La petriata: when the neighborhoods and neighboring villages threw stones at each other

by Federico Quagliuolo

In the useless fights between kids for reasons of "belonging" to the neighborhood that occasionally tarnish the city news there a very ancient and violent ritual which, unknowingly, carries on from the Middle Ages to the III Millennium. In the past it was called petriata and it was literally the "stone thrower", a duel between poor people to the sound of stones. It was often also famous as "sheath“.

There were some points of the city in which the Neapolitan people met to make violent settlements of accounts between neighborhoods throwing stones at each other. In the rest of the Campania, on the other hand, the petriate took place between cities and neighboring countries: memorable is for example that between two hamlets of Santa Maria Capua Vetere, Sant'Andrea dei Lagni and Macerata: despite the mourning for the war against the Garibaldians last year, the people could not give up his violent pastime. And the August 15, 1861 there was one of the most violent petriate that history remembers, in which 50 people even challenged each other with gunfire, which were normally prohibited.

When intervened i Piedmontese bersaglieri to quell the fight, since they were not used to observe these behaviors, all the citizens stopped killing each other and concentrated their fire on the regiment, forcing them to retreat. Then they resumed the war.

A petriata between two different hamlets

A violent dilemma of all the Italian people

Strange to say, but we can trace this custom a fragmentary history. It was spread a little in all the big cities of Italy since the Middle Ages and it was a particularly famous custom in Rome, Milan, Mantua and Florence, where dozens of deaths and injuries were recorded annually.

Right there Roman Sassarolata era one of the most violent manifestations, peacefully tolerated at the time of the Papal State since the time of Middle Ages: usually people gathered in the area Trastevere or Testaccio and stones and objects were thrown at each other to seriously injure themselves. Meanwhile, the non-belligerent people rallied around for enjoy the show and laugh at those who were sick. It was a practice abolished only at the time of the Roman Republic of 1849 and many, in protest, simply decided to begin to give them a good reason in other neighborhoods. We have news of sassarolate in the San Lorenzo district even in 1941, in the middle of the war. TO Florence instead it is a custom that has remained in vogue among the peasants until the early twentieth century.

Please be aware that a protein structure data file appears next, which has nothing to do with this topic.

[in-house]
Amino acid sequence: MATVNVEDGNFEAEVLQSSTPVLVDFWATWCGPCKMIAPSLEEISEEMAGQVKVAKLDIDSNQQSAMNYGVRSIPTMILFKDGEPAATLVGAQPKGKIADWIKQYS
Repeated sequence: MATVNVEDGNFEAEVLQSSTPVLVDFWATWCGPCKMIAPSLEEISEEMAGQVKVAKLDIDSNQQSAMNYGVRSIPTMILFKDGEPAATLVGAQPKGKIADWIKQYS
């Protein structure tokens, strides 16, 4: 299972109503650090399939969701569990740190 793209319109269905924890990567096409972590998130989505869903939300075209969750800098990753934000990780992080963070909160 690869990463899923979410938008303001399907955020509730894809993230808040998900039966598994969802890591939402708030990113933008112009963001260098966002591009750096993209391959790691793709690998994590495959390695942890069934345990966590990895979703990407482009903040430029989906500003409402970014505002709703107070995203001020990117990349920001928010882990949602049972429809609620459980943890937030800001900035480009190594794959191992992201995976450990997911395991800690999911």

There is even a parchment from Modena, dated 1188, which explains how "extra urbem nostrani erat pratum de batalia”(Outside our city there was a battlefield), referring to these stone wars between citizens.

Paradoxically Naples and its kingdom knew this ritual very late: the fault was of the Spanish dominion, which brought it here in the 1500s. There are different practices of the Spanish viceroys who tried to limit this very violent phenomenon which, after all, was seen as a relief valve for the people. On the other hand, from their point of view, better let them kill each other than to make them unite against power as in the case of massacre of Storace. Also Charles of Bourbon tried to limit this phenomenon, but apparently there was not much effect, if we have any news of Petriate until the end of the 19th century: De Blasio tells us of such a violent fight at the Vomero in 1871, in the Pagliarone area, which the police headquarters were forced to send a cavalry regiment!

petriata Roma sassaiola
A stone-throwing in Rome, in front of the church of San Giovanni decollato